A web app built with Rust and Python

mattdark profile image Mario García Updated on ・8 min read

From Zero to Production with Rust, Python and GitLab (4 Part Series)

1) Development Environment for Rust and Python on Linux 2) A web app built with Rust and Python 3) A custom Docker image for Rust and Python 4) From GitLab to Heroku with Docker

When I started learning Rust I took a few of my Python projects and rewrote the code with this new language I was checking but then I found out that there wasn't a real alternative for some of the libraries I was using.

After searching on crates.io, two crates got my attention, CPython and PyO3, you can use both for writing Python native modules and running and interacting with Python.

While you can find some examples in their corresponding GitHub repository on how to use Python within your Rust projects, I didn't find so much information on how to call a Python function (in an external library, on a .py file) from Rust, that returns a value or a set of values to be processed.

An answer on a StackOverflow's post helped me preparing a practical example I presented at a local Google I/O Extended event, a Rust web app that connects to Firebase through Python, retrieve data and print it on a HTML document.

By the time I proposed the talk "Web Apps with Rust & Firebase" for Google I/O Extended last year, I didn't know that there isn't a crate to connect to Firebase that actually works. So I started to think about the possibility to build the web app with Rust and only use Python for connecting to Firebase.

Let me explain how I built the project.


First of all I created a new Rust project using Cargo:

cargo new rust-python-demo

The above command will create a new directory with the name rust-python-demo, inside this directory you will find a src dir that contains a main.rs file that will later be modified for writing the code of the app, and the file Cargo.toml that is the manifest of the project.

Don't forget to change to the new directory:

cd rust-python-demo


Cargo.toml must be modified to look as follows:

name = "rust-python-demo"
version = "0.1.0"
authors = ["mattdark"]
edition = "2018"

serde = "1.0.99"
serde_derive = "1.0.99"
serde_json = "1.0.40"
rocket = "0.4.2"

version = "0.4"
features = ["python-3-7"]

version = "0.4"
features = ["handlebars_templates"]

name = "rust-python-demo"
path = "src/main.rs"

The section [package] contains name and version of the app, information of the developer and edition of Rust being used, 2015 or 2018.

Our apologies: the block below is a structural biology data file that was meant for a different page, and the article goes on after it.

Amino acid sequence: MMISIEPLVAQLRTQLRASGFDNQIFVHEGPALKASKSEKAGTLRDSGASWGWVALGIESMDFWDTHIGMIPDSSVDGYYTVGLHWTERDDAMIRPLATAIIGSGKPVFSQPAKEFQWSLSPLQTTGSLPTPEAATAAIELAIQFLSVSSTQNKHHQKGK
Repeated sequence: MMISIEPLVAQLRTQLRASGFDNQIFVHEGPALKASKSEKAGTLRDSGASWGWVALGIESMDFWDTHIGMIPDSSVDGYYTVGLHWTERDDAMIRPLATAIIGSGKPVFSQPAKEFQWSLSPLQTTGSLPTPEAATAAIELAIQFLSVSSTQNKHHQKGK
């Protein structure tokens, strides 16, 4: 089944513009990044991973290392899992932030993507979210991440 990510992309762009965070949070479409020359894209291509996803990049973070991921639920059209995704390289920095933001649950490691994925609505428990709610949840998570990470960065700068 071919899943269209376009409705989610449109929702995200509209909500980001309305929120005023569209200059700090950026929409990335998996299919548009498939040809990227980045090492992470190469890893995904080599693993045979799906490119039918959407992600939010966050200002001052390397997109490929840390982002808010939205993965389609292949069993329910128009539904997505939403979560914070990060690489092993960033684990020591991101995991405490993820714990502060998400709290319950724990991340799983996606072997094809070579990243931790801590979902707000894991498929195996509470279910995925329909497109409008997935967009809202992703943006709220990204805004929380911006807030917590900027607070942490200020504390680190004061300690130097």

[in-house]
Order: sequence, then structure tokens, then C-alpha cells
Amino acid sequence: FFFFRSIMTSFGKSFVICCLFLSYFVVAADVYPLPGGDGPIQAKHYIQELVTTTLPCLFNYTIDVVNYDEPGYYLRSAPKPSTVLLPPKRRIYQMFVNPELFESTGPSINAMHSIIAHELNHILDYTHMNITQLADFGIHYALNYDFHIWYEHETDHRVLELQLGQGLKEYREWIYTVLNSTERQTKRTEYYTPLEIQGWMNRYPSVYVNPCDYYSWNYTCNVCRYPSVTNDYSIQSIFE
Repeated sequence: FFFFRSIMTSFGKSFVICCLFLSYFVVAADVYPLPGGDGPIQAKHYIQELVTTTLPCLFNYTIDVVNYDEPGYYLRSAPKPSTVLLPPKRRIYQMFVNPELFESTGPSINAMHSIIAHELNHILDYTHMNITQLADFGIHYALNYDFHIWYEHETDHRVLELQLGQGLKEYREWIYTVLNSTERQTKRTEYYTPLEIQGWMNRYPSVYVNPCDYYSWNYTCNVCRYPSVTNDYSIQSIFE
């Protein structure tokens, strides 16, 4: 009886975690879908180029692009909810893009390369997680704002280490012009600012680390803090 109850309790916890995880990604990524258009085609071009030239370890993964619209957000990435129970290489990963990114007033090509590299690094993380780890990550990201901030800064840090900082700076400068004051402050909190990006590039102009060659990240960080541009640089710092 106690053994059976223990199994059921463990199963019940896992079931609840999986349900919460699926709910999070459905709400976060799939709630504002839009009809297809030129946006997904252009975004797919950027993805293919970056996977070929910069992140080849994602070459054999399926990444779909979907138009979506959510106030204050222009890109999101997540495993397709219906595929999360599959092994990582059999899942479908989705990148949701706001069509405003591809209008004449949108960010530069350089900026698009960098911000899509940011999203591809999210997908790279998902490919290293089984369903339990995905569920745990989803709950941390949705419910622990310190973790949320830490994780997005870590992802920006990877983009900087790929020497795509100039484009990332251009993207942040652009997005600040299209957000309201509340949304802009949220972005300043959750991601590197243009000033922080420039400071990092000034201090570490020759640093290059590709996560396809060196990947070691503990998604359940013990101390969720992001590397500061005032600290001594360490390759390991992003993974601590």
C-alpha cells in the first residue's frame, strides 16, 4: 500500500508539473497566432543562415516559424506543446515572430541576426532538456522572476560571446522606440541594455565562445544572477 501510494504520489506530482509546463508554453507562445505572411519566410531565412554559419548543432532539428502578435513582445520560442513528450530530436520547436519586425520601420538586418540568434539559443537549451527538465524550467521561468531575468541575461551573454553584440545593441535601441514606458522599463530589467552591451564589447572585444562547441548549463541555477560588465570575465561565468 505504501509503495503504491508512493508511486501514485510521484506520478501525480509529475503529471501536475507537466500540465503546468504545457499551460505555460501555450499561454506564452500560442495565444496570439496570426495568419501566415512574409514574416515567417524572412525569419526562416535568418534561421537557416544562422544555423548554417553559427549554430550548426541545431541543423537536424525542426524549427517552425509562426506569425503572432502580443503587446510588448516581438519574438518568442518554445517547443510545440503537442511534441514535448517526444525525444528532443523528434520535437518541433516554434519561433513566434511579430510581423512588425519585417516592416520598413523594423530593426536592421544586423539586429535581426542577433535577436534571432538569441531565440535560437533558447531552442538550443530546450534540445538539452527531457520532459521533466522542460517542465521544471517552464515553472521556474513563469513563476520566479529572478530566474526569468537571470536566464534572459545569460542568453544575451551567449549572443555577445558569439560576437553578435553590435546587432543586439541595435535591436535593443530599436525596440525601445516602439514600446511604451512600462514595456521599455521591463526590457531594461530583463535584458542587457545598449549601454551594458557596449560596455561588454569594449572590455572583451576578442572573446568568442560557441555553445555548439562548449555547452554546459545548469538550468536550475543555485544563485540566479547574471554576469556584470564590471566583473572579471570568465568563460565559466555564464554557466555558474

[dependencies] section has the list of dependencies required for the project, I'm using Rocket, a web framework for Rust, and Serde, a framework for serializing and deserializing Rust data structures. For CPython you can specify the version of Python you'll be using, and as Rocket has support for both Handlebars and Tera (template engines), you must indicate the one being used for the project, in this case Handlebars.

To assign a specific name to the binary of the app, you can do it in the [[bin]] section, indicating the name of the source code file.


pyproject.toml is the file that Poetry uses to manage a Python project and its dependencies. It contains information about the project like name, version, description and authors, in the [tool.poetry] section. The version of Python and list of dependencies must be specified in the [tool.poetry.dependencies] section, for this project I'm using any Python version greater than or equal to 3.7.3 and less than 3.8. To connect to Firebase I'm using the firebase library and the rest of packages are dependencies of it.

The file should look as follows:

name = "rust-python-demo"
version = "0.1.0"
description = ""
authors = ["Mario Garcia <iscmariog@gmail.com>"]

python = "^3.7.3"
firebase = "*"
python-jwt = "*"
gcloud = "*"
sseclient = "*"
pycrypto = "*"
requests-toolbelt = "*"

pytest = "^5.2"

requires = ["poetry>=0.12"]
build-backend = "poetry.masonry.api"


Why using a specific Python version other than the one available on your system or the one that you installed from the repositories? Some Linux distributions, specially those rolling release ones, will offer the latest stable version of Python available, 3.8.2 at the moment of writing this article.

Other distros will have the latest release of Python 3.6 or Python 3.7 but you will probably need a different version depending on the compatibility and support of the libraries you're using for the project.

So this is the moment when pyenv can help, as it makes possible to have other versions of Python installed on your system in a friendly way.